The scanner was optimized for high temporal resolution by reducing the source-to-detector distance (SDD) as short as possible while taking into consideration other important aspects of the system performance including the system spatial resolution, cone angle, size of FOV, and beam hardening. To reduce the beam hardening, the x-ray beam from the CNT x-ray tube was filtered by a 0.5 mm thick aluminum plate. The detector was configured to acquire projection images of dimension 1200×1200 at 50 μm×50 μm pixel resolution and 1 Hz (500 ms integration time and 470 ms readout time). The source-to-object distance was 120 mm and the object-to-detector distance was 40 mm, resulting in a SDD of 160 mm and a geometry magnification of 1.3. This scanner geometry, along with the detector configuration, provided an effective system FOV of 46 mm×46 mm and an effective digital sampling of 38 μm×38 μm at the object plane. Images were reconstructed with a modified Feldkamp algorithm18 using a commercial software package (COBRA EXXIM, Exxim Computing Corp., Livermore, CA). The performance of the micro-CT scanner was evaluated by MTF and contrast-to-noise ratio (CNR) analyses using a commercial 10 μm tungsten wire phantom (QRM, Nuremburg, Germany), a custom-made CNR phantom, and the analysis procedures described in our previous work.14, 15 The phantom studies showed that the micro-CT scanner is capable of acquiring images at a spatial resolution of 6.2 lp/mm at 10% of system MTF and an exposure time of 15 ms without compromising the CNR.

Animal preparation

Experimental procedures carried out in this study were approved by the Institutional Animal Care and Use Committee at our institution. Ten C57BL/6 mice, weighing 26.8±4.1 g, were anesthetized using 1%–2% isoflurane in O2 at a flow rate of 1.5–2 L min−1 from a vaporizer (Smith Medical, Waukesha, WI). The anesthetized mice were positioned prone on the custom-made mouse bed. Both the electrocardiogram (ECG) and respiratory signals, as well as the derived physiological triggers, were obtained using a physiological monitoring and triggering system (BioVet, Spin Systems, South Brisbane, Australia). The respiration signal was obtained from a respiration sensor pad placed on the surface of the animal under the abdomen to monitor the maximum respiratory movement. The ECG signal was obtained from affixing three ECG electrodes to two forepaws and one hind limb of the animal. The mice were not intubated and were allowed to breathe freely throughout the experiment.

Prior to imaging, a blood-pool contrast agent (Fenestra VC, 50 mg I/ml, Advanced Research Technologies, Inc., Montreal, Canada) was administered intravenously in a single bolus at a dose of 0.02 ml/g bodyweight as recommended by the manufacturer. This iodinated contrast agent has been shown to provide significant enhancement of the mouse vasculature (up to 700 HU at the administered dose) for up to 2 h after injection.4, 19, 20, 21 Because of this long retention time, it is possible to acquire multiple cardiac CT data sets from the same mouse after injection. To demonstrate the feasibility of prospective-gated cardiac micro-CT on free-breathing mice under the natural position, each mouse was CT scanned two times, without making any change to the animal between scans except for selecting the points in the cardiac cycle where the physiological triggers were generated using the BioVet computer interface.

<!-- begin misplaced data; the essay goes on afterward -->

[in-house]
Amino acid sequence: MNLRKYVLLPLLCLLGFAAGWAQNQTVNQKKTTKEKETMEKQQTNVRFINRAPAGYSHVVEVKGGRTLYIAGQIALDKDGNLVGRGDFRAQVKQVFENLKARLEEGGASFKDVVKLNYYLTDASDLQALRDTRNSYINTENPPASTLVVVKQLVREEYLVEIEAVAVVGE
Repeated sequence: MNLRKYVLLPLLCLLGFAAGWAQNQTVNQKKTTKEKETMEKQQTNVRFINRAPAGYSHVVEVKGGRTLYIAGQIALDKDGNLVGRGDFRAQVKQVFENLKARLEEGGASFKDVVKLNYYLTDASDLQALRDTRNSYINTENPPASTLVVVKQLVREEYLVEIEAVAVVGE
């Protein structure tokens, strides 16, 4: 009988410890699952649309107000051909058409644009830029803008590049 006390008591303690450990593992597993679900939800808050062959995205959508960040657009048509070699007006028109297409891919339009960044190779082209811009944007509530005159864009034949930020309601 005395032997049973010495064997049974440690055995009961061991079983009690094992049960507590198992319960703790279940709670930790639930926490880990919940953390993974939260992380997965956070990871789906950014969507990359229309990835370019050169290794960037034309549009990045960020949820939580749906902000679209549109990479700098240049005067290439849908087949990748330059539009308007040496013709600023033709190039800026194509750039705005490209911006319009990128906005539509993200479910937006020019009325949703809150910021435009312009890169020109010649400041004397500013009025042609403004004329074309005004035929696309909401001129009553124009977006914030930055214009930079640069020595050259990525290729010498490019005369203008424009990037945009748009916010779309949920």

Dynamic respiratory and cardiac gating

We utilized a dynamic gating method developed previously for the experimental dynamic scanner.14 As illustrated in Fig. Fig.2a,2a, the camera was running at a continuous frame rate as defined by the camera trigger signal. The x-ray exposure window signal was determined by the desired x-ray pulse width, the camera integration time, and the camera readout time. It was defined as the time window between the end of previous frame readout and the beginning of the next frame readout subtracted by the x-ray pulse width. An x-ray pulse would start within this x-ray exposure window, thus the full width of the x-ray pulse would come within the camera integration and no x rays would extend into the camera readout. In cardiac micro-CT, the x-ray pulse width, the camera integration time, and the camera readout time was 15, 500, and 470 ms, respectively. Thus the x-ray exposure window was 485 ms in duration. Although the camera integration time was much longer than the x-ray pulse width, the camera’s readout noise was still 14 times smaller than the photon noise. Therefore the whole system was photon-noise limited. The x-ray pulse was fired from the CNT x-ray source if and only if there was temporal coincidence between the x-ray exposure window and the physiological trigger. An x-ray pulse would be triggered only by the leading edge of the first physiological trigger that came within the x-ray exposure window. The physiological trigger was obtained from the BioVet physiological monitoring and triggering system. If an x-ray pulse was fired, the x-ray attenuation signal was captured by the detector within the next immediate readout cycle, forming a projection image. This timing scheme has high dose efficiency because an x ray is fired on demand. It is worth pointing out that x-ray firings are based on temporal coincidence between the x-ray exposure window and the physiological triggers. The total scan time for a dynamically gated scan depends on the rate of this temporal coincidence.